Retrospective Dosimetry and Nuclear Assay
The research efforts in these laboratories utilize a large suite of instrumentation to answer and delve into many nuclear nonproliferation research questions. Generally the research focuses on answering questions related to the operations in a nuclear facility which are not shared publically. Typical questions being answered could be simplified to, “what nuclear materials were present, how much, when and for how long” are answered by the research taking place in these laboratories.
The discipline of retrospective dosimetry at NC State primarily uses thermoluminescence, optically stimulated luminescence and electron paramagnetic resonance. In particular, this is done by measuring the historical dose distributions to materials from the vicinity where nuclear materials had once existed. Taking spatial distributions of dose deposition measurements enable reconstructing the historical locations of nuclear material. Taking dose depth profiles from a core sample enable measuring the mass energy absorption coefficient so that from this profile, the type (alpha, beta, gamma) of radiation and its gross energy distribution can be measured. A single exponential decay profile interprets to a single gamma energy group or the superposition of decaying exponentials can be deconvolved into multiple energy groups from which a radiological materials isotopics can be inferred. Having measured the dose and knowing the maximum time the source could have been present then gives the minimum dose rate from the source and so likewise its minimum activity. Typical materials of interest include, bricks, tiles, cinderblock, bone, candy, plastic, sheetrock, concrete aggregate, porcelain (or put simply dry non-conducting materials).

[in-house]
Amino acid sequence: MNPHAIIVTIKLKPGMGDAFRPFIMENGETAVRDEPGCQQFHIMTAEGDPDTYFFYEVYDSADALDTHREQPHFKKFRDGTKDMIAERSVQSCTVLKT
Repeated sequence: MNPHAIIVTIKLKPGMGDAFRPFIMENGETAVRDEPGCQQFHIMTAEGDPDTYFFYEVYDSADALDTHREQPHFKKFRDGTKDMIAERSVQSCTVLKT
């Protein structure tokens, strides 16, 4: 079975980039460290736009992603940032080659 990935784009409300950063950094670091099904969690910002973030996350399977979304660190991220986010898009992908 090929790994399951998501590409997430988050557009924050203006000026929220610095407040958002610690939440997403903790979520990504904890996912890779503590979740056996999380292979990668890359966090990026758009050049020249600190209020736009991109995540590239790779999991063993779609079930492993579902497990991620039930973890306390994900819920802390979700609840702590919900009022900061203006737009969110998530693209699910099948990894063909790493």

The current focus for this research is related to air samples taken downwind of the effluent from a nuclear facility. This laboratory utilizes portable high purity germanium, phoswich, liquid scintillation and surface barrier detectors to characterize nuclear materials obtained by air samples. Air samplers are used (of the same kind as those employed by federal radiological emergency response teams) to obtain samples for the testing and development of theories for radioactive aerosol effluent and its characterization. The entire lifecycle of an air sample is currently under study to improve quality via rigorous uncertainty characterization and throughput optimization. This entails radon progeny mitigation, plume modeling integration along with concomitant accuracy and precision improvements. Probabilistic evaluation of counts, aerosol evolution effects and radon progeny dynamics typically require sophisticated numerical and statistical analysis approaches but are similarly rich with physical meaning.